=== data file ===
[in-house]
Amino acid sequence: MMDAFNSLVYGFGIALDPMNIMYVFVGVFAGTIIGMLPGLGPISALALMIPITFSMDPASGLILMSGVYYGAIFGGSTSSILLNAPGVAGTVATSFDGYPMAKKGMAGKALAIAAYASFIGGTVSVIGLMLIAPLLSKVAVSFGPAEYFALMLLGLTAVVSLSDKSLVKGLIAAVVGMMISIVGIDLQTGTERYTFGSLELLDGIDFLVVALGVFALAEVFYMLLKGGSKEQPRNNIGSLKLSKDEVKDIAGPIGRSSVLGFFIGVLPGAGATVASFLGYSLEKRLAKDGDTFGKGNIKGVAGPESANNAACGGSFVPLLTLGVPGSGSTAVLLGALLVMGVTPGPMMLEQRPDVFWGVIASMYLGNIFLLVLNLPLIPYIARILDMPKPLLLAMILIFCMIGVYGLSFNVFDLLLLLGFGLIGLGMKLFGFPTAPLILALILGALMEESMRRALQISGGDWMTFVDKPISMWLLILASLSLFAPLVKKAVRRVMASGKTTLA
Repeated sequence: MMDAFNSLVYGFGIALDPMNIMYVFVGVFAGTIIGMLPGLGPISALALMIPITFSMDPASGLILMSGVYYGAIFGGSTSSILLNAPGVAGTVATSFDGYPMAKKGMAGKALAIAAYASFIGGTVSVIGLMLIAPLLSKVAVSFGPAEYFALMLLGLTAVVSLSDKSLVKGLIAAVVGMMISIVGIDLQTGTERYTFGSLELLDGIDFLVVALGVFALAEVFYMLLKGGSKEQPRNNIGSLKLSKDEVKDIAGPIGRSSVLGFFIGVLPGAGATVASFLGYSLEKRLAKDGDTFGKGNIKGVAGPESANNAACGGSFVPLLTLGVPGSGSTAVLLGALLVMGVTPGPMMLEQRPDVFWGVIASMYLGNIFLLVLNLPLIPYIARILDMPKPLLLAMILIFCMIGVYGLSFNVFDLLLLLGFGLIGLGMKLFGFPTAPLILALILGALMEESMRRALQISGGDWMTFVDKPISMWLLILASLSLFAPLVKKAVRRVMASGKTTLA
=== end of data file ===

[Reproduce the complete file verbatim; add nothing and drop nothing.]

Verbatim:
[in-house]
Amino acid sequence: MMDAFNSLVYGFGIALDPMNIMYVFVGVFAGTIIGMLPGLGPISALALMIPITFSMDPASGLILMSGVYYGAIFGGSTSSILLNAPGVAGTVATSFDGYPMAKKGMAGKALAIAAYASFIGGTVSVIGLMLIAPLLSKVAVSFGPAEYFALMLLGLTAVVSLSDKSLVKGLIAAVVGMMISIVGIDLQTGTERYTFGSLELLDGIDFLVVALGVFALAEVFYMLLKGGSKEQPRNNIGSLKLSKDEVKDIAGPIGRSSVLGFFIGVLPGAGATVASFLGYSLEKRLAKDGDTFGKGNIKGVAGPESANNAACGGSFVPLLTLGVPGSGSTAVLLGALLVMGVTPGPMMLEQRPDVFWGVIASMYLGNIFLLVLNLPLIPYIARILDMPKPLLLAMILIFCMIGVYGLSFNVFDLLLLLGFGLIGLGMKLFGFPTAPLILALILGALMEESMRRALQISGGDWMTFVDKPISMWLLILASLSLFAPLVKKAVRRVMASGKTTLA
Repeated sequence: MMDAFNSLVYGFGIALDPMNIMYVFVGVFAGTIIGMLPGLGPISALALMIPITFSMDPASGLILMSGVYYGAIFGGSTSSILLNAPGVAGTVATSFDGYPMAKKGMAGKALAIAAYASFIGGTVSVIGLMLIAPLLSKVAVSFGPAEYFALMLLGLTAVVSLSDKSLVKGLIAAVVGMMISIVGIDLQTGTERYTFGSLELLDGIDFLVVALGVFALAEVFYMLLKGGSKEQPRNNIGSLKLSKDEVKDIAGPIGRSSVLGFFIGVLPGAGATVASFLGYSLEKRLAKDGDTFGKGNIKGVAGPESANNAACGGSFVPLLTLGVPGSGSTAVLLGALLVMGVTPGPMMLEQRPDVFWGVIASMYLGNIFLLVLNLPLIPYIARILDMPKPLLLAMILIFCMIGVYGLSFNVFDLLLLLGFGLIGLGMKLFGFPTAPLILALILGALMEESMRRALQISGGDWMTFVDKPISMWLLILASLSLFAPLVKKAVRRVMASGKTTLA